Seasonal depression is something that many people in cold weather areas are all too familiar with. When the weather outside gets chilly and sunshine is sparse, these climate changes have been linked to mood disorders. Recently however it’s been discovered that other mental illnesses may be seasonal as well.
There are many patterns that can be found not only socially from Google searching but also about health. According to a recent TIME health article, the Internet has been attributed to first documenting the signs of infectious outbreaks and side effects of medications that had previously been unreported.
A new study gathered search query information from 2006 to 2010 and documented trends for terms being searched such as “schizophrenia,” “ADD” “bulimia” and “bipolar disorder,” to name a few. The results from both Australia and the United States were reviewed, as their seasons are opposite. According to the researchers, all mental health searches followed seasonal patterns.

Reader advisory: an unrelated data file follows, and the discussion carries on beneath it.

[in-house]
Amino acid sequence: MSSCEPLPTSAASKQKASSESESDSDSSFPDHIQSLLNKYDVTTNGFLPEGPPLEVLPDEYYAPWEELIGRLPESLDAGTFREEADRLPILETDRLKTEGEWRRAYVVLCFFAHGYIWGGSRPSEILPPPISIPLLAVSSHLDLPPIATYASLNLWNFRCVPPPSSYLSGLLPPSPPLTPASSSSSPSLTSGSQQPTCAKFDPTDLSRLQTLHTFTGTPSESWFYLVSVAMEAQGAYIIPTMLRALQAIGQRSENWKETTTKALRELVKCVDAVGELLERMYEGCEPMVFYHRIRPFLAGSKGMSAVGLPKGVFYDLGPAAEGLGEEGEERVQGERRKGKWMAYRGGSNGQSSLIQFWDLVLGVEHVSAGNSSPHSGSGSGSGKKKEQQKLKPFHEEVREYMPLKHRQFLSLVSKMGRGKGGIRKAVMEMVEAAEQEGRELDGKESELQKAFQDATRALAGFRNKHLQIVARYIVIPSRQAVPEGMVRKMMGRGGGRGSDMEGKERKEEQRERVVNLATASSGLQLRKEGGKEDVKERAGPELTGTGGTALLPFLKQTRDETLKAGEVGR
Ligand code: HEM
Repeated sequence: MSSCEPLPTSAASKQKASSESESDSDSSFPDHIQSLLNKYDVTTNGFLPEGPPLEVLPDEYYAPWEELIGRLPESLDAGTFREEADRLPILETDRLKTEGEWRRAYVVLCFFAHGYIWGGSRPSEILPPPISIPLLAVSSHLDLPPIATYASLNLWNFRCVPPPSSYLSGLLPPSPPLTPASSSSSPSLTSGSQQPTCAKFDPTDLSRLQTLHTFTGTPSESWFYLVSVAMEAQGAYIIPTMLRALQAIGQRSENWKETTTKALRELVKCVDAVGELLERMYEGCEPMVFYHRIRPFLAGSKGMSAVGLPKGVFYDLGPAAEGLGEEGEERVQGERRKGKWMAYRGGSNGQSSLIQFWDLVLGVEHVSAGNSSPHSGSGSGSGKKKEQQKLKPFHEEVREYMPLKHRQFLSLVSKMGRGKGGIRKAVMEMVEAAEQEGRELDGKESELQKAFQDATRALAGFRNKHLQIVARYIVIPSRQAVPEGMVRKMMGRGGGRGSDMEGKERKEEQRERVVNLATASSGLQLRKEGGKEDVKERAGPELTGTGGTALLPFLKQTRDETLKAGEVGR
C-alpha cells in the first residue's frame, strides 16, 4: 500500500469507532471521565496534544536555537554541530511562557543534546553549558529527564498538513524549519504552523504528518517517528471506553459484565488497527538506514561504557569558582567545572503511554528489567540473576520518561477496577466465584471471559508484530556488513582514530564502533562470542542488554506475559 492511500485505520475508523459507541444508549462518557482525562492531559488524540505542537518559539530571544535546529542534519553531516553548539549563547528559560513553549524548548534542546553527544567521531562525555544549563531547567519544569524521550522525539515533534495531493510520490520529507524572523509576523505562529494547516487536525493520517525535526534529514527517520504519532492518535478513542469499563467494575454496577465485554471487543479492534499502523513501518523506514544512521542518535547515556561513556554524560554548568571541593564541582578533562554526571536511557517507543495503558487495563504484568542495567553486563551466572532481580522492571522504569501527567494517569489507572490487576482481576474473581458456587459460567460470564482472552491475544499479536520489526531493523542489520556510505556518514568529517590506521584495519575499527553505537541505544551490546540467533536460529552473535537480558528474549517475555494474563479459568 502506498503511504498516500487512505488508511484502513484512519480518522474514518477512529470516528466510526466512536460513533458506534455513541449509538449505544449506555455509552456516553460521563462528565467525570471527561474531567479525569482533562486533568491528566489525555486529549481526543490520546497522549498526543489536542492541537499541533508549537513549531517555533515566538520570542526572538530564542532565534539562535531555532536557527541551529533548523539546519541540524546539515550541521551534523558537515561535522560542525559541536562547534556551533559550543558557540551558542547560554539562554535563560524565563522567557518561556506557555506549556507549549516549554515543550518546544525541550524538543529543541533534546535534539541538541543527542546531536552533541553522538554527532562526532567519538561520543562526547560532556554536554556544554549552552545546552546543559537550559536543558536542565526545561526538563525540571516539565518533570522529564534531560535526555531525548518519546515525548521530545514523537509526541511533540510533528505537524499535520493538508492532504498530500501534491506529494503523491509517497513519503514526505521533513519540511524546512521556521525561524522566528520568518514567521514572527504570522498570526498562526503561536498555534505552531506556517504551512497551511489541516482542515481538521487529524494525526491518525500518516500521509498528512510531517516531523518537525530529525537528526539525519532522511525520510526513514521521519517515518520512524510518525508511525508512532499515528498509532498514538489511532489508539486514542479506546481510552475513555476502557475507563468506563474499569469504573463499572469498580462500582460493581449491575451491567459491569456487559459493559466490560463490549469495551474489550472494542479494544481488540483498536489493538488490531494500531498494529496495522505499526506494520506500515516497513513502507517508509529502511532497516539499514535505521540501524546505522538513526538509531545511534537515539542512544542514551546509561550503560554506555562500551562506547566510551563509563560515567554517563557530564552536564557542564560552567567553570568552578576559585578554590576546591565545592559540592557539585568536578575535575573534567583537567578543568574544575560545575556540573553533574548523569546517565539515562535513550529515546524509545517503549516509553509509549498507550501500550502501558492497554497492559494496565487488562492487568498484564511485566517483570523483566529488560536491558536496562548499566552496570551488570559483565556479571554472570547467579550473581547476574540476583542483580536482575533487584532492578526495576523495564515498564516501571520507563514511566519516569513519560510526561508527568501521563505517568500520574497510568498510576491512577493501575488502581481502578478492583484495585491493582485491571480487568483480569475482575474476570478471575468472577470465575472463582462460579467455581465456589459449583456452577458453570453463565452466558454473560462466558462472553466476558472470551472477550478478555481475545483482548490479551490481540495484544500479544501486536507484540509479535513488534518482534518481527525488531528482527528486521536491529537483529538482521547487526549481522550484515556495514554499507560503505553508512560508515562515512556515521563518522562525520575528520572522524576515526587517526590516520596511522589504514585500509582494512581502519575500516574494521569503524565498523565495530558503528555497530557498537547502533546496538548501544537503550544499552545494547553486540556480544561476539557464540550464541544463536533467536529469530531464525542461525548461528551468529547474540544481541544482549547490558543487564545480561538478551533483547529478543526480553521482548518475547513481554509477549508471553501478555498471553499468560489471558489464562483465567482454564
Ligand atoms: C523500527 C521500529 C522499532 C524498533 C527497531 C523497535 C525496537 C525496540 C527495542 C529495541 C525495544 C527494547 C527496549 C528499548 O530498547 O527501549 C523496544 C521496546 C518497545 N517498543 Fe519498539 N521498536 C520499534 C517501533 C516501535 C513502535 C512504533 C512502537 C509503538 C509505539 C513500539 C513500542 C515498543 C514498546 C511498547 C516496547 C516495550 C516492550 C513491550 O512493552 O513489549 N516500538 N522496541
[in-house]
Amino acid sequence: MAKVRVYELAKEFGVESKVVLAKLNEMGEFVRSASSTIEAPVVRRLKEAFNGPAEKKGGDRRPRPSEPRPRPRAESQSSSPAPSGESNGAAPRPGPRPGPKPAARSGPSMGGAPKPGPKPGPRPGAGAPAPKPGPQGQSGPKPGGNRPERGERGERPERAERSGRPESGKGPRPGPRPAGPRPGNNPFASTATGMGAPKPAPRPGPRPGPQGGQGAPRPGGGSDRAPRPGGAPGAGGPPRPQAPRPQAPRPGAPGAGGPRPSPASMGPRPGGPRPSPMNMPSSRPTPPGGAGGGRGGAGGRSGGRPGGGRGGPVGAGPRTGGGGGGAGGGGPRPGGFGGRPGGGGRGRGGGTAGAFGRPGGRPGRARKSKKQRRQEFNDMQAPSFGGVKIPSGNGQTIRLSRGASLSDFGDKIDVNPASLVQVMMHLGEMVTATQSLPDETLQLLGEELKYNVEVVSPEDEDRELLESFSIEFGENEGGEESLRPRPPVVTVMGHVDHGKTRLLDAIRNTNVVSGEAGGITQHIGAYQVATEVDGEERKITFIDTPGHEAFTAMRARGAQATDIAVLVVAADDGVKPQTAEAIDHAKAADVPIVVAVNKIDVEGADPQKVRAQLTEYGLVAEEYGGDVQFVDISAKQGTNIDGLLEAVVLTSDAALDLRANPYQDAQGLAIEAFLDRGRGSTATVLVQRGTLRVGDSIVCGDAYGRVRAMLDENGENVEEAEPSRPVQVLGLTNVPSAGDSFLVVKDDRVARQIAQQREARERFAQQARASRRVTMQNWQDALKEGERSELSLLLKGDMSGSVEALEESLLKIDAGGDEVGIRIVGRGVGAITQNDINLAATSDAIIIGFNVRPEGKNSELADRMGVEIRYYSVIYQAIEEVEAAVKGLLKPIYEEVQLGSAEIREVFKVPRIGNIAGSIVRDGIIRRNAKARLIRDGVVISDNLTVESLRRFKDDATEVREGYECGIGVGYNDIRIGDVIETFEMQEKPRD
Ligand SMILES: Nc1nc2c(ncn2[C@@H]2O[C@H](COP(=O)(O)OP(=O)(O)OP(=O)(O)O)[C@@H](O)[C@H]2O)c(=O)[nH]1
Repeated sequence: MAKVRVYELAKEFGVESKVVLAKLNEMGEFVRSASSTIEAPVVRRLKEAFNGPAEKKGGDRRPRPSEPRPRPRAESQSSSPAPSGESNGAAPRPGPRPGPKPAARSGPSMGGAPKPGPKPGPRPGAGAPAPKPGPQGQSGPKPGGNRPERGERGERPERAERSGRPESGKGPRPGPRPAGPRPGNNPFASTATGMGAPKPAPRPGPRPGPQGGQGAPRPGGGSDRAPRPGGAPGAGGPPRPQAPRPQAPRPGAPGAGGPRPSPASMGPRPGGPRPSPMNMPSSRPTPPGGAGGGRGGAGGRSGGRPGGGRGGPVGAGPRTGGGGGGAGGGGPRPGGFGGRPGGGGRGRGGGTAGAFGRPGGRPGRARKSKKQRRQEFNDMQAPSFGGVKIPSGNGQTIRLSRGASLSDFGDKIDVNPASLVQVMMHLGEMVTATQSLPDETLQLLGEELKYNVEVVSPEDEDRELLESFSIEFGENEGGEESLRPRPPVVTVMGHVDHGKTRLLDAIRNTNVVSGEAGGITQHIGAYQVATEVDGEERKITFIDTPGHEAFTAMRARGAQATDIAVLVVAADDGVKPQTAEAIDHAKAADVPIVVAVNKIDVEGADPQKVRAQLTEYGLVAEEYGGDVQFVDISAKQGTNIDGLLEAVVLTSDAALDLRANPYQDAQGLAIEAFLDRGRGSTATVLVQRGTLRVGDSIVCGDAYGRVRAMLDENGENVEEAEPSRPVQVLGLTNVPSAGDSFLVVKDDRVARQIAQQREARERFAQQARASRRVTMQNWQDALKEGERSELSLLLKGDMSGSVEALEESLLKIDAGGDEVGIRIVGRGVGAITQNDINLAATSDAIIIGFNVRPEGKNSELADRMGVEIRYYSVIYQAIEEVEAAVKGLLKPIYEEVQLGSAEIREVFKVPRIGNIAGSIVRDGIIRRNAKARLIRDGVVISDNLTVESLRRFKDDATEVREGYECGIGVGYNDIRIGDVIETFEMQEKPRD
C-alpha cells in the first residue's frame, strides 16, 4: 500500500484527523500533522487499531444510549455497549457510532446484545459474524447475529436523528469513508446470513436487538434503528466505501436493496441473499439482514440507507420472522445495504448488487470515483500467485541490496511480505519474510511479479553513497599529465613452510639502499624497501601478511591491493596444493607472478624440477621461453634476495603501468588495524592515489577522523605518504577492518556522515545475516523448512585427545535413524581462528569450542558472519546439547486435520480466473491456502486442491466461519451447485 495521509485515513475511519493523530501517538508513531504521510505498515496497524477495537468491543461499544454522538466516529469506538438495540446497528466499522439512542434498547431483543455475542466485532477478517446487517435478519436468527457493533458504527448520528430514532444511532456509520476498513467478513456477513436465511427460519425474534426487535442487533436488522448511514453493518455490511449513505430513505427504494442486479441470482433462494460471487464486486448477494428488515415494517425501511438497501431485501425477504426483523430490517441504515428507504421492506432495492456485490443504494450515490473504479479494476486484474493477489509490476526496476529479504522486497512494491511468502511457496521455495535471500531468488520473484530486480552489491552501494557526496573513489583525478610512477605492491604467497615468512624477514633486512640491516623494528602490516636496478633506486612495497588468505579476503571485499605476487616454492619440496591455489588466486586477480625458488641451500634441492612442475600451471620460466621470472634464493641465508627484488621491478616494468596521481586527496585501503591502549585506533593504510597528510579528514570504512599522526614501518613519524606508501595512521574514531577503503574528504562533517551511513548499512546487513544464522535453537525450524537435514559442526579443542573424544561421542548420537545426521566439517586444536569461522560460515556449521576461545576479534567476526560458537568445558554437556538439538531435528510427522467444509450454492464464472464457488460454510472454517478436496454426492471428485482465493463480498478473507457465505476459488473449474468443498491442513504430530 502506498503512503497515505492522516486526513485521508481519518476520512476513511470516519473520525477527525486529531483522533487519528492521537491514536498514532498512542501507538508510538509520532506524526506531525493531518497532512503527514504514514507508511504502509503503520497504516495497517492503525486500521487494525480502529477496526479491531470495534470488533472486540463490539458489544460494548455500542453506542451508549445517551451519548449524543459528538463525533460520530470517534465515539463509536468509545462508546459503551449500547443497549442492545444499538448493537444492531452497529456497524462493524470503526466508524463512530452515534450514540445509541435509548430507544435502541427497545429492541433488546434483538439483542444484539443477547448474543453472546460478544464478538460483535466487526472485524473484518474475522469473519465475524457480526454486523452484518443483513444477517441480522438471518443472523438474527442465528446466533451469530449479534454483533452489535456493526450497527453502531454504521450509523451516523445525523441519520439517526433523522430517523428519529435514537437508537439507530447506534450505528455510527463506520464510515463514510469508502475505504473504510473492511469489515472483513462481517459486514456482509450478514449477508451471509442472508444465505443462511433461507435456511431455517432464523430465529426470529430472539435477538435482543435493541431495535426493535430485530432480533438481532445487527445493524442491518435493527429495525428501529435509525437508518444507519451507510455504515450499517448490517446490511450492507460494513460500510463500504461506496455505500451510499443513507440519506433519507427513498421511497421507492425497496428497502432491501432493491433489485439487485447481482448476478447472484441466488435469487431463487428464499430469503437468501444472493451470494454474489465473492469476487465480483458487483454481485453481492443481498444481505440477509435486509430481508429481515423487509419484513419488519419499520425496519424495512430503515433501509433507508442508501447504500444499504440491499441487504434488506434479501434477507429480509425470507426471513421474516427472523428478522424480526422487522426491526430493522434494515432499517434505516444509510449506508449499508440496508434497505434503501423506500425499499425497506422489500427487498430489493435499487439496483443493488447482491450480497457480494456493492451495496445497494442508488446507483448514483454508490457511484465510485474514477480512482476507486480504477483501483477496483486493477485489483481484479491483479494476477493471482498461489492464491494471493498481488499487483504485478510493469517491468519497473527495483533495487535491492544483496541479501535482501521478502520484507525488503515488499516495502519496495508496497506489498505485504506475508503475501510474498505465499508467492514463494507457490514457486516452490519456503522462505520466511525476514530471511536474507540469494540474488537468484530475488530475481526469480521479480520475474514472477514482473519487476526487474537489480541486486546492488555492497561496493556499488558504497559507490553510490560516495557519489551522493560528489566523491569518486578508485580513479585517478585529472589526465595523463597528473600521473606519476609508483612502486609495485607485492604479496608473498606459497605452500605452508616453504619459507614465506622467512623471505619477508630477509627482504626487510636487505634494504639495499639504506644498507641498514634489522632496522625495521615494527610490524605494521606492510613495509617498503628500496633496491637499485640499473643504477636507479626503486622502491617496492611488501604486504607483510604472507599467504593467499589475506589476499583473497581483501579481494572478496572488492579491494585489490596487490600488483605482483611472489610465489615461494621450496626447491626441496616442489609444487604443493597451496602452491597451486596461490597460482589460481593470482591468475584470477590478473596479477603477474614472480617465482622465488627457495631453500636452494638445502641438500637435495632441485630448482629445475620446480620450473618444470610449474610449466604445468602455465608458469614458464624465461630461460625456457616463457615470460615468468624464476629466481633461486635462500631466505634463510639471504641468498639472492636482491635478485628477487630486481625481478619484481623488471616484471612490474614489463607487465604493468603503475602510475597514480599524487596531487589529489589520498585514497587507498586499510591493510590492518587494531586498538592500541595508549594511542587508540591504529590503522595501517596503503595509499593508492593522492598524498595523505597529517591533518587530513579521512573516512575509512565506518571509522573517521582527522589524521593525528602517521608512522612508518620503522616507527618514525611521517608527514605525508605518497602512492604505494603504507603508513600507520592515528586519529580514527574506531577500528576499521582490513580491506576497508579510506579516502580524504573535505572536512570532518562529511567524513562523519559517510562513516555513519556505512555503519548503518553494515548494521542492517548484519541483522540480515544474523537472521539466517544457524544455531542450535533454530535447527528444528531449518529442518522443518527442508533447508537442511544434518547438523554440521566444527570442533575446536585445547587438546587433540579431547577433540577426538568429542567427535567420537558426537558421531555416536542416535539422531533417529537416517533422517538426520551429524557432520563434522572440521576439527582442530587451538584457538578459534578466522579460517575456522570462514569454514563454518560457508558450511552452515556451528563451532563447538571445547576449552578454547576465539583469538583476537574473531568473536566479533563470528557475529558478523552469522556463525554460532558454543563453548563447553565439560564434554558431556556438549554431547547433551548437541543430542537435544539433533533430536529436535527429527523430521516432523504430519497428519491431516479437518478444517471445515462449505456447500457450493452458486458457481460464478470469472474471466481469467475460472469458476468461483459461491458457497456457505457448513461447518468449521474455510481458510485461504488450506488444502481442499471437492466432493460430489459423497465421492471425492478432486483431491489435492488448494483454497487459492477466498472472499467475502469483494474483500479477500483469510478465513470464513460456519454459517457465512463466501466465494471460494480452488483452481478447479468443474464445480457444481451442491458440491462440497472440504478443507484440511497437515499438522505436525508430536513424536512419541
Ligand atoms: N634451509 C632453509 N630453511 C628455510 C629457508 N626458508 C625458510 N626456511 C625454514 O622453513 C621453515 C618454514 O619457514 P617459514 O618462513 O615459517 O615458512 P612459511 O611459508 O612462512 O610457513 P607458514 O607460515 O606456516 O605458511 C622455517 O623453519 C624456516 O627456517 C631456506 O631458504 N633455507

During the winter season in the U.S. mental health searches were 14% higher than other seasons and in Australia, winter searches were 11% higher than the other seasons. Trends were specifically seen in eating disorders and schizophrenia which may be surprising to some since it’s generally depression that we often think of as a winter ailment.
This information regarding the most popular seasonal disorders may prove helpful for medical professionals who are attempting to diagnosis a patient. Knowing that certain illnesses are more likely to surface seasonally may help them have a starting point for diagnosis. While this theory of gathering information from search queries is not steadfast, it does prove that there are certain illnesses or conditions that may be more likely in the colder months.
Perhaps once additional focus is placed on what to look for in these seasons, more public information on mental illness will be helpful.